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December 2009

Winrock's collaboration on a carbon calculation study was recently presented in Copenhagen, and is highlighted by Nature News.

Winrock has signed a $10 million award from USAID/RDMA for the Sustainable Development and Livelihoods Program for Urban and Rural Ethnic Tibetans (TSERING) program. TSERING will provide vocational training and enterprise development, increased access to credit, microfinance and innovative carbon finance, market linkages, community based natural resource management and cultural preservation in southwest China and the Tibetan Autonomous Region. Winrock has worked with Tibetan communities since 2004, and TSERING builds on those programs.

Winrock's new Regional Entrepreneur Assistance Program (REAP) has been funded by the U.S. Department of Agriculture Rural Business Enterprise Grant Program. REAP will assist five entrepreneurs with business plan development, market assistance and one-on-one mentoring services to grow small businesses in rural Arkansas. Eligible entrpreneurs must work in the sectors of energy efficiency, environment and agribusiness.

Find job openings with Innovate Arkansas clients with IA's Innovator/Supplier Database.

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Wallace Center, BALLE, Release Study on Locally Owned Food Businesses
The Wallace Center at Winrock Infood enterprise and farm school students in Paraguayternational, in partnership with the Business Alliance for Local Living Economies (BALLE), announces the release of Community Food Enterprise: Local Success in a Global Marketplace (CFE). The study, jointly funded by the W.K. Kellogg Foundation and the Bill & Melinda Gates Foundation, provides detailed profiles of 24 locally owned food businesses from the Americas, Africa, Asia, and Eastern Europe—including the hybrid food enterprise and farm school in Paraguay shown here—and analyzes their financial, social, and environmental performance.

CFE builds the case for local ownership of food business as a critical driver for local economic development by presenting key challenges and strategies that impact replicability. "The study and companion Web site offer solid evidence that investing in the success of CFEs will forge a link between local food and local economic development," says John Fisk, director of the Wallace Center. "CFEs are really a logical place for local food advocates and local economic developers to pursue their common goals and build stronger communities and stronger local economies." The complete report and case studies are now available online.

Stonemasons Trained for Building Boom
in Jumla District

During 10 years of conflict, Jumla, the headquarters for the remote Stonemasons at work in NepalKarnali zone, was heavily affected and many government buildings were destroyed. Since the peace agreement was signed, people are rebuilding their lives and preparing for the long-awaited Karnali Highway which will, for the first time, connect Jumla to the rest of Nepal. The USAID-funded Education for Income Generation (EIG) program, through Winrock's partner F-Skill, saw an opportunity to train people to work in this field and conducted masonry training courses for over 100 people. Two large construction projects in Jumla have hired beneficiaries, while others have become independent contractors and find work building homes.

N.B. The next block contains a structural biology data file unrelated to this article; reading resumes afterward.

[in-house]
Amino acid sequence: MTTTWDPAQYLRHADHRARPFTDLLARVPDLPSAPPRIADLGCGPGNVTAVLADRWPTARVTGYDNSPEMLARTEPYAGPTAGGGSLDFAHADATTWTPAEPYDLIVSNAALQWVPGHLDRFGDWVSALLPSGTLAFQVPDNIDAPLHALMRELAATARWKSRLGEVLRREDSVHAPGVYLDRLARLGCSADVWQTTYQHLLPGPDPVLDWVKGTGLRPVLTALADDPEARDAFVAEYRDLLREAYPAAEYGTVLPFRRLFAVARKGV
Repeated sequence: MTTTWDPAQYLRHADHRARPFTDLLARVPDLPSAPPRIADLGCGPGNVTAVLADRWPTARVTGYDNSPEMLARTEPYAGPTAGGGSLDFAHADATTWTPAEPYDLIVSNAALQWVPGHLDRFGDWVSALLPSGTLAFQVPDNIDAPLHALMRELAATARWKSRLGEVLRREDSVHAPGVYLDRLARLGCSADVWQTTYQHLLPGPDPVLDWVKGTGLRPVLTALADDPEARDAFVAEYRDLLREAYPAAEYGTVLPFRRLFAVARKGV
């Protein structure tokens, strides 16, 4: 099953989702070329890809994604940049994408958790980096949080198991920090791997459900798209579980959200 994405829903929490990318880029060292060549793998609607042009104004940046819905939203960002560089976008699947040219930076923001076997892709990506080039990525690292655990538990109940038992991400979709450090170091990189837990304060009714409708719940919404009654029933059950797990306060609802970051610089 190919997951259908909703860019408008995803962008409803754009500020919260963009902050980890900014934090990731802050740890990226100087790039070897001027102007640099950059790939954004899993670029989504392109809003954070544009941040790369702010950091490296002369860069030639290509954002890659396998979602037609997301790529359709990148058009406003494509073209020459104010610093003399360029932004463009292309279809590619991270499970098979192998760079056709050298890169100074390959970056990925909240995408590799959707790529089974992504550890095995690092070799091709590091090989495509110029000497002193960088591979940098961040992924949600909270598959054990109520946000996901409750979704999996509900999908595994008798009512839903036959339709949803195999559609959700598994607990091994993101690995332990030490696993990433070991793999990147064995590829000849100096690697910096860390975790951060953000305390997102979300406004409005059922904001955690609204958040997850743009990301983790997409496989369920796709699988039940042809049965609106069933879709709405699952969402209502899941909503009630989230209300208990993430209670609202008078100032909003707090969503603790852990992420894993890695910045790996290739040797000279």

Airam Kami is one example of how EIG’s training is changing people’s lives. Previously, he earned his living as a stonemason’s assistant, and with no skills, he earned around $37 a month. Through the training, he became proficient and now commands $5 per day, with a monthly income of approximately $132. He uses this income for his children’s education and household goods. Airam is very happy to have the opportunity to learn this skill which has changed his life as well as that of his family, and plans to be a contractor. He proudly says, “Now I am taking small contracts from a larger contractor.” 

USAID Scholarship Leads Former Child Solider to Academic Success

At the age of 10, Gilaso Odong was abducted from his home in Winrock GEE scholarship recipient Gilaso OdongSudan’s Eastern Equatoria State and forced by rebels to fight in the country’s civil war for three years. Following a gunshot wound that led to the amputation of his left arm, he was taken to Nairobi, Kenya for treatment. In 2002, Gilaso enrolled in primary school at a refugee camp in Kakuma, Kenya, and in 2008 received his Kenya Certificate for Primary Education. He was able to return to Eastern Equatoria soon afterwards with the help of the United Nations refugee agency.

Now 18, Gliaso enrolled in Torit Day Secondary School, but still faced hardship. “My parents cannot afford to pay my school fees,” Gilaso said. “I thought, ‘I am back home, but still in a miserable life.’” At this critical time, Gilaso received assistance from the USAID-funded Gender Equity through Education (GEE) program. Through GEE funds, Torit Day was able to provide Gilaso with the scholarship support he needed. “The school wanted to send me back home because of the fees and uniform,” Gilaso said. “Fortunately, the GEE program came in and paid for my school and uniform. I also bought books and pens from that money. I can now perform better in the class tests because I now have peace of mind. I thank the GEE program for coming in to rescue my life as a student.  If GEE continues this program, I am sure I will enter university.”

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